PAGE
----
Felicia Hardy: The Black Cat (Marvel) (Ltd. 1994)
I've never really had strong feelings about Felicia Hardy, the Black Cat. I liked her well enough as an occasional adversary or supporting character to Spider-Man, and I'd say sometimes she was a good cure for Peter Parker's descents into angst and melodrama. While writing this, it just dawned on me (because I'm slow), that the idea of a jewel thief with a cat moniker who operates on both sides of the law and serves as an occasional love interest for a rooftop swinging hero may not be the most original idea in the world. But I digress. In 1994, The Black Cat was given her first shot at a four-issue limited series, just like pretty much every other character in the Spider-Man books during that time period. (Hey, Spidey was really popular!).
In Issue # 1, Black Cat finds Spidey on a rooftop fighting Cardiac, the anti-pharmaceutical company vigilante (a stretch for a character concept, but all the good ideas were taken thirty years ago . . .). Cardiac escapes by setting an "air conditioning control box" to explode, and thus Spidey and Black Cat have to stay behind to disarm it. After the two save the day, they bicker, as apparently Felicia broke up with Flash recently. Anyway, Paul Proust, a representative from the pharmaceutical company that Cardiac was trying to sabotage, the Morelle Corporation, offers the Black Cat a commission: retrieve a mysterious asset called "Chimera" which has been stolen by a rival pharmaceutical outfit, Cobalt Chemical. La Chat Noir infiltrates a Cobalt Co. yacht looking for Chimera, but is instead cliffhangered (new word; like it?) by "Faze and his Mechabytes." As superhero stories from this time period go, it's not bad. A notch above average? Maybe.
Let's talk Issue # 2, which proclaims we've come to "The Limited Series with Unlimited Action!" Now according to the Marvel Chronology Project, Faze (and his Mechabytes) never, ever, appear again, so we should be courteous. Faze has the ability to turn himself intangible and dresses in a head to toe leotard that isn't far off from the Black Cat herself (except no white gloves or spiked collar). His Mechabytes are little mouse-sized robots that do . . . mecha-sorta things. I'm not sure how the two concepts work together, but that's okay. Black Cat and Faze fight, but she tricks him into fleeing by pretending a self-destruct system is about to blow up the yacht. She cracks into the ship's computer system, downloads a bunch of info, and then takes it to an incarcerated fellow named Loop for analysis. Later, Cat sneaks into the HQ of the company that hired her (Morelle) and discovers a secret cybernetic-enhancement program to create super-soldiers: "Project: First Strike." And Cardiac appears again on the last page for the least memorable cliffhanger ever.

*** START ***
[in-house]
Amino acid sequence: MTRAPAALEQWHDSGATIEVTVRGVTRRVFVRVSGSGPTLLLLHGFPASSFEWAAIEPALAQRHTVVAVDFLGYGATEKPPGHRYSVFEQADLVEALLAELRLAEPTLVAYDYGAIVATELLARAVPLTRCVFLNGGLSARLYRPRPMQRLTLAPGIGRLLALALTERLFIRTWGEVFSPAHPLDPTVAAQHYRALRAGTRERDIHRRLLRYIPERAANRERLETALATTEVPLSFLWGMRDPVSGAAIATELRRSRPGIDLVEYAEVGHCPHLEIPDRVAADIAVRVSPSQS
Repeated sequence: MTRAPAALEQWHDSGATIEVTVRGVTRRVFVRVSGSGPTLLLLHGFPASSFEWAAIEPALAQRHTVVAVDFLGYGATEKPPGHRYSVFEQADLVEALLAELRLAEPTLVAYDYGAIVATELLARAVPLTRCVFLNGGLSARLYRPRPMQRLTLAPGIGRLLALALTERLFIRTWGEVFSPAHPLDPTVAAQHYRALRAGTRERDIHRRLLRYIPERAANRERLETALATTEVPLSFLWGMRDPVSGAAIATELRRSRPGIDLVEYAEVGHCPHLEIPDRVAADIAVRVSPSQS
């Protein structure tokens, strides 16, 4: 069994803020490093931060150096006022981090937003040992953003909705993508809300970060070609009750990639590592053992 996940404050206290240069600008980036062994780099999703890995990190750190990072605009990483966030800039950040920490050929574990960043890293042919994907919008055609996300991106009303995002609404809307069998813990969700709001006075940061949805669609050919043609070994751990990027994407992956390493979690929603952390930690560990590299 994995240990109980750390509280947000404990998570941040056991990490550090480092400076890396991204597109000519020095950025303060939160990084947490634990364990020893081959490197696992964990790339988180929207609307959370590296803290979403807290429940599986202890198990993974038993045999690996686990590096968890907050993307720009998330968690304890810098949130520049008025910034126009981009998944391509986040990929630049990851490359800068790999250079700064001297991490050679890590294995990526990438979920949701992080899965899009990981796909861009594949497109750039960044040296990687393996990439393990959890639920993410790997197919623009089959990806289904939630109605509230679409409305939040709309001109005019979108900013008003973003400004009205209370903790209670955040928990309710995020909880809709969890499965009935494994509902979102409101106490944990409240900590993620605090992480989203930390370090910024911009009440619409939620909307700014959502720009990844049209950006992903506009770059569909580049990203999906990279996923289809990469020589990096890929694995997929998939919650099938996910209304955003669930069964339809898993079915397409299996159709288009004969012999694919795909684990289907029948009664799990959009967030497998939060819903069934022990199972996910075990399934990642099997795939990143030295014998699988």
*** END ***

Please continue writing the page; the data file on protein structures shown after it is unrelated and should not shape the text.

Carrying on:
In Issue # 3, you won't be surprised to hear that Black Cat and Cardiac team up against Project: First Strike. Although the cybernetic assassins have self-repairing systems, Cat realizes that they don't heal damage they've inflicted on each other and manipulates them accordingly. Meanwhile, a comatose dude named Brian Lash has awakened in a secure hospital. He escapes and visits a secret weapons (and costume!) lab because he has to hurry to arrive at the house of Morelle Corporation executive Paul Proust just in time to cliffhanger (see, verbs are useful!) our heroine. Lash has assumed the identity of "Scar the Stalker." I'm not trying to be extra snarky, because I love comics and have fun reading these, but Scar has about the worst costume I've ever seen. Coincidentally, he also never appears after this series.
In the "Fury-Filled Finale!" (Issue # 4), we learn that Scar has captured Cat and left her unconscious and hanging from a high spire. Through helpful flashbacks, we learn that Scar and B.C. used to be criminal partners, but during a heist of an armoured car, Cat objected when Scar went to kill a guard; to try to stop him, Cat scratched his face with her claws, just leaving Scar . . . scarred. Motivation! In the present, Cat escapes and realizes that Scar has left her with clues to his present location where he's holding the kidnapped Paul Proust. Cat arrives and dodges remote control armoured cars (Scar is like "See what I did there?"). Cat beats Scar and goes in for the kill, but Spider-Man poops all over the party and won't let her. In the end, it turns out that Paul Proust is Chimera and hired Black Cat to figure it out and stop Morelle Pharmaceuticals. Not 100% certain of the thought process there, but some questions are not worth further review. In the epilogue, we see that Cat has started a new private security firm with Paul and Scar's dad called "Cat's Eye Investigations."
Overall, the limited series did succeed on what I think is an important thing for a limited series to do: change a character's status quo and position him or her for a brighter future (potentially, an ongoing series). For villains, however, the creative team went 0 for 4, as Cardiac, Faze, Project: First Strike, and (worst of all) Scar the Stalker are all completely forgettable foes. If a heroine is only as good as her villains, we have an explanation as to why it took several years for Black Cat to get another shot at a solo book.